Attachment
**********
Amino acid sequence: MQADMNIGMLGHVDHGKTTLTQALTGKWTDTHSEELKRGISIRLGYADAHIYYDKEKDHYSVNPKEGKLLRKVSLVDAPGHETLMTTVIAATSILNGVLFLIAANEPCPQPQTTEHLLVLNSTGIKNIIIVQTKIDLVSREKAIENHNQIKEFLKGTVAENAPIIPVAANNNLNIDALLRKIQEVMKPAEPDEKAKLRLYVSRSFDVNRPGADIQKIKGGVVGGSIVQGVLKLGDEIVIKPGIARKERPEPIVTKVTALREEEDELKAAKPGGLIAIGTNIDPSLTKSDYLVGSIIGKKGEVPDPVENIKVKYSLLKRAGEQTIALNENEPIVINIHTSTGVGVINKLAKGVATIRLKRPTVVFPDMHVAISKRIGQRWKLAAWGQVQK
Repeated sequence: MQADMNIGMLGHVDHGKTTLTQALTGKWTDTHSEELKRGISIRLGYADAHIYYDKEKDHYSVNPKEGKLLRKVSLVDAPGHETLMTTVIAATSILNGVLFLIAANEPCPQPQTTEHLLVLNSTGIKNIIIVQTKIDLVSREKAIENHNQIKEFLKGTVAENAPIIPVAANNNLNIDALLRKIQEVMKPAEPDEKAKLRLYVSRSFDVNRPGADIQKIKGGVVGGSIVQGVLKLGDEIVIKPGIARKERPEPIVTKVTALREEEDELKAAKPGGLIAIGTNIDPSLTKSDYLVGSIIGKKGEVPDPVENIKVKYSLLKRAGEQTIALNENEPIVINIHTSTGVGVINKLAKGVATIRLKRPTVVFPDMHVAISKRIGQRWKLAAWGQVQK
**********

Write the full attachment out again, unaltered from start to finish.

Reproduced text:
Amino acid sequence: MQADMNIGMLGHVDHGKTTLTQALTGKWTDTHSEELKRGISIRLGYADAHIYYDKEKDHYSVNPKEGKLLRKVSLVDAPGHETLMTTVIAATSILNGVLFLIAANEPCPQPQTTEHLLVLNSTGIKNIIIVQTKIDLVSREKAIENHNQIKEFLKGTVAENAPIIPVAANNNLNIDALLRKIQEVMKPAEPDEKAKLRLYVSRSFDVNRPGADIQKIKGGVVGGSIVQGVLKLGDEIVIKPGIARKERPEPIVTKVTALREEEDELKAAKPGGLIAIGTNIDPSLTKSDYLVGSIIGKKGEVPDPVENIKVKYSLLKRAGEQTIALNENEPIVINIHTSTGVGVINKLAKGVATIRLKRPTVVFPDMHVAISKRIGQRWKLAAWGQVQK
Repeated sequence: MQADMNIGMLGHVDHGKTTLTQALTGKWTDTHSEELKRGISIRLGYADAHIYYDKEKDHYSVNPKEGKLLRKVSLVDAPGHETLMTTVIAATSILNGVLFLIAANEPCPQPQTTEHLLVLNSTGIKNIIIVQTKIDLVSREKAIENHNQIKEFLKGTVAENAPIIPVAANNNLNIDALLRKIQEVMKPAEPDEKAKLRLYVSRSFDVNRPGADIQKIKGGVVGGSIVQGVLKLGDEIVIKPGIARKERPEPIVTKVTALREEEDELKAAKPGGLIAIGTNIDPSLTKSDYLVGSIIGKKGEVPDPVENIKVKYSLLKRAGEQTIALNENEPIVINIHTSTGVGVINKLAKGVATIRLKRPTVVFPDMHVAISKRIGQRWKLAAWGQVQK